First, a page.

Amaris Jewels has become the hallmark of luxury in India. The woman behind this brand known for creating bespoke pieces of jewellery is Prerna Rajpal. But jewellery design was never a part of Rajpal’s plan. This was more of a chance foray. Rajpal talks about entering the jewellery sector, establishing her brand and creating designs that make a distinctive fashion statement.

Back in 2008, Rajpal had a lucrative career in chartered accountancy with a global consulting firm in New York, when she decided to give jewellery designing a shot. She was bothered by the  discrepancy between what the jewellery space looked like and what she wanted it to look like. She said, “There were few high-end designer jewellery brands which created great designs but were unaffordable for most women. I wanted to bridge that gap and design a jewellery line that would be interesting and make a statement. At the same time, I wanted it to be affordable.”

Actress Shilpa Shetty wearing Amaris jewellery.

So it all started with what Rajpal calls an “experiment” with one of her mother-in-law’s clients, who was looking to redesign one of her old pieces. She suggested to take the lead, work with the designers and get the final piece ready. The result was an elegant design which made the client really happy. This is when Rajpal decided to make jewellery design her passion backed by the vision of bringing couture jewellery to Indian women, at affordable rates. Rajpal went on to hone her skills by getting a degree in jewellery design from the Gemological Institute of America in California.

Understanding the sensibility of the consumer is important for Rajpal. Her approach to designs is very individualistic and she thinks customisation is the key to succeeding at this business. Her jewellery is frequently worn by trendsetters in Bollywood, including Aishwarya Rai, Sonam Kapoor, Sonakshi Sinha among many others. She said, “What I wanted to bring to the market was the whole experience around buying jewellery, depending on the buyer’s mindset and personality. Corporate women may be looking for a very different kind of jewellery than somebody who is flamboyant. I wanted to cater to all these aspects of the modern woman.”

What proved to be the biggest challenge for Rajpal was getting used to the dynamics of the jewellery industry. She said, “In my mind, a very big shift was moving out of the corporate space where everyone is driven and professional, to this unorganised jewellery space where I had to direct the artisans and  karigars. The corporate world was about dealing with the smartest minds; here it was all about creativity.”

Another difficulty was the factor that jewellery industry is a risky, investment-oriented game. A lot of capital is needed to conceptualise a brand. This is the reason that many designers enter the industry but fail to make their mark. In Rajpal’s case, she only had 5-6 designs of each type of jewellery initially. But the shoppers demanded variety, which was expensive to supply. Moreover, a certain kind of trust—between the maker and the consumer—is needed in the fine jewellery business. People need to believe in the credentials of the brand before investing in precious pieces of jewellery.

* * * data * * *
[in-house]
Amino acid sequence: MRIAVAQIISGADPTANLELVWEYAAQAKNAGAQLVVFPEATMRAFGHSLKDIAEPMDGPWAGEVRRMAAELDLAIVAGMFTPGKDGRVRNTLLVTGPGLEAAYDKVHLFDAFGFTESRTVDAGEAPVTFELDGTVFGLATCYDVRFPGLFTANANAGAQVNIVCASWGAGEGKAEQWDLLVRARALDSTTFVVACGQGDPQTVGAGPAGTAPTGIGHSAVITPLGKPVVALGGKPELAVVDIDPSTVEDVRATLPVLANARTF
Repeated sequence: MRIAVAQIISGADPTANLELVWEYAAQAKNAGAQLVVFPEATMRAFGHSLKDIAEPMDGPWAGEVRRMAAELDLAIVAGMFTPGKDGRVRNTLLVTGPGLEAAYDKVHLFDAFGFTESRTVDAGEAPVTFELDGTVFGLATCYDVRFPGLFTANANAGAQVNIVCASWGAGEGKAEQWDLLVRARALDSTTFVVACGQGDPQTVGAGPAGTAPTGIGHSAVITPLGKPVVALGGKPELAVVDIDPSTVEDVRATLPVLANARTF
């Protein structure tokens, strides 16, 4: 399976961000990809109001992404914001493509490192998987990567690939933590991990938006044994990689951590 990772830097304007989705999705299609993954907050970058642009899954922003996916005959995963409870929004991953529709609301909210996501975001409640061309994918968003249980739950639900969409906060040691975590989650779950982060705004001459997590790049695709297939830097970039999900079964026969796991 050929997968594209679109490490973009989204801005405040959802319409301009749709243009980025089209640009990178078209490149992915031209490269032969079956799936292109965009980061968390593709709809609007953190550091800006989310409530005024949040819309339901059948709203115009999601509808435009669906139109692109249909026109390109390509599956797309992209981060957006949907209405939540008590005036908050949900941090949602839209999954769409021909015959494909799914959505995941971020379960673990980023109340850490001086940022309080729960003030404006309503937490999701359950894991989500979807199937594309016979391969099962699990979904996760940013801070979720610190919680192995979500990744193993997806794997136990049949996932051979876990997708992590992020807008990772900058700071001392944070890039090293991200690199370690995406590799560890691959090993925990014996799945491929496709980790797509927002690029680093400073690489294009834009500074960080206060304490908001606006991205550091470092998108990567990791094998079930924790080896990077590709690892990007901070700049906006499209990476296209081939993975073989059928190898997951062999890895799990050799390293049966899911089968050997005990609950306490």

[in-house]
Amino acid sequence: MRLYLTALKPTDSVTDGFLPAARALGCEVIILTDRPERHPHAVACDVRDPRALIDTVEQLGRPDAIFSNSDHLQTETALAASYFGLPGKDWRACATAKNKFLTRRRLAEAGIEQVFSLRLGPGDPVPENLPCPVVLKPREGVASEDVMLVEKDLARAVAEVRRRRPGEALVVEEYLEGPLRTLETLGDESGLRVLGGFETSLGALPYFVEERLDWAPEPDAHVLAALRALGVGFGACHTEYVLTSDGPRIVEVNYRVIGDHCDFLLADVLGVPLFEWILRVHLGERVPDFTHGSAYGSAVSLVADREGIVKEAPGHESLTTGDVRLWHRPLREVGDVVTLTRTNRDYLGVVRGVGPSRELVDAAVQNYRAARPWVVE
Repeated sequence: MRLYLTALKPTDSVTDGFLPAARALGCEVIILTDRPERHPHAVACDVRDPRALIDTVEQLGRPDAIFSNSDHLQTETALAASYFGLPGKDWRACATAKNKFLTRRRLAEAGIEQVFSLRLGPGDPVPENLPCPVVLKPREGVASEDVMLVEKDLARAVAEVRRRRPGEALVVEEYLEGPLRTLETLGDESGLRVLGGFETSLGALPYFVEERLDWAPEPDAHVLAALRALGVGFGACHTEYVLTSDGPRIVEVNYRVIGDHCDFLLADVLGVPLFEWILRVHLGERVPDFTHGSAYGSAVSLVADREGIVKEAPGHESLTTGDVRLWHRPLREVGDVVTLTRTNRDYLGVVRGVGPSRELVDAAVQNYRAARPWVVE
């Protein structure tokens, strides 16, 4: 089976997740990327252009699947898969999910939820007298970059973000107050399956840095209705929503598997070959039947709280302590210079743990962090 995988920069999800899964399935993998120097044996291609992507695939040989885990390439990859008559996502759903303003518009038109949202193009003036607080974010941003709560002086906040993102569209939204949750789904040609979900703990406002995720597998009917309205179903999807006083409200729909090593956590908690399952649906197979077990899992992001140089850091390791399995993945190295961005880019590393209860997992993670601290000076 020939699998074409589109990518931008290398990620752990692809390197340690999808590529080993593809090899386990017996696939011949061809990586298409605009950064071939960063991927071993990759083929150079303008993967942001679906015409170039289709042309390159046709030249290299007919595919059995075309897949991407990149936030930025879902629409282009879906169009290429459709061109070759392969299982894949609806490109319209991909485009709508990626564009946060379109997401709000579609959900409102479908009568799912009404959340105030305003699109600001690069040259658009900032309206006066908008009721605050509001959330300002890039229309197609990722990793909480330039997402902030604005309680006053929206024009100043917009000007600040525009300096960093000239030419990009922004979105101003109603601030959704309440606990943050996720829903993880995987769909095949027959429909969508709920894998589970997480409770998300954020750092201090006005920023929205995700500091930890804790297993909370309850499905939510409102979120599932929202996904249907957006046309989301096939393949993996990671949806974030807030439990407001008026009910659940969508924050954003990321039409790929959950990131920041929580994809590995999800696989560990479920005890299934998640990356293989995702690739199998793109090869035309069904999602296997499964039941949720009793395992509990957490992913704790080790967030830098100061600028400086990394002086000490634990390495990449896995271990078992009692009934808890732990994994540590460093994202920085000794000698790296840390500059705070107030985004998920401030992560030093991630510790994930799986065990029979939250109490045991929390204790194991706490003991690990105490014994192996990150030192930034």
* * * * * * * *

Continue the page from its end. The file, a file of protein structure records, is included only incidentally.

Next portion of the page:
Amaris Jewels has been working closely with the craftspeople of India to achieve a balance between modern and traditional designs. Rajpal said, “The kind of things we do in India, especially in the jewellery space, is so amazing… There is extreme complexity in setting the stones, diamonds and the mould. It’s all handcrafted and brilliant efforts are made by Indian craftspeople. I just think we need to be better in storytelling. As a brand, we try to have a story behind each piece, so that the artisans and the kind of work we are doing get the limelight, in whatever designs we create.”

Rajpal has an understanding of how the luxury space has changed over the last decade. In her understanding, luxury is no longer about flash and exhibitionism; it’s about what strikes a chord with the individual. One has to know the message and the “story” behind each piece in order for the jewellery to be considered a valuable possession, a luxury. This is something Rajpal has been trying to achieve with Amaris.

She said, “Now it’s all about design. I entered the industry at the right time. Earlier it was about buying some aspirational brand with good designs. But now people also want designs that are unique, distinctive, bespoke and they want the entire experience of buying jewellery. They don’t go into details like how many grams of gold and carats of diamonds the piece has. It’s not just value for money, but the brand and the experience… Jewellery is becoming grander, even in its elegant, graceful designs. What matters is that it should be noticeable.”

So Rajpal’s brand philosophy is based on making a statement with each design. It has more to do with subtlety and an understated glamour than ostentatious gems and metals. She loves to work with coloured gemstones, which she feels give character to any piece of jewellery.

When asked about what trends we can expect in the jewellery segment in the coming year, she said it would all be about changing design sensibilities. But when it comes to people buying luxury brands, she doesn’t think trends matter much.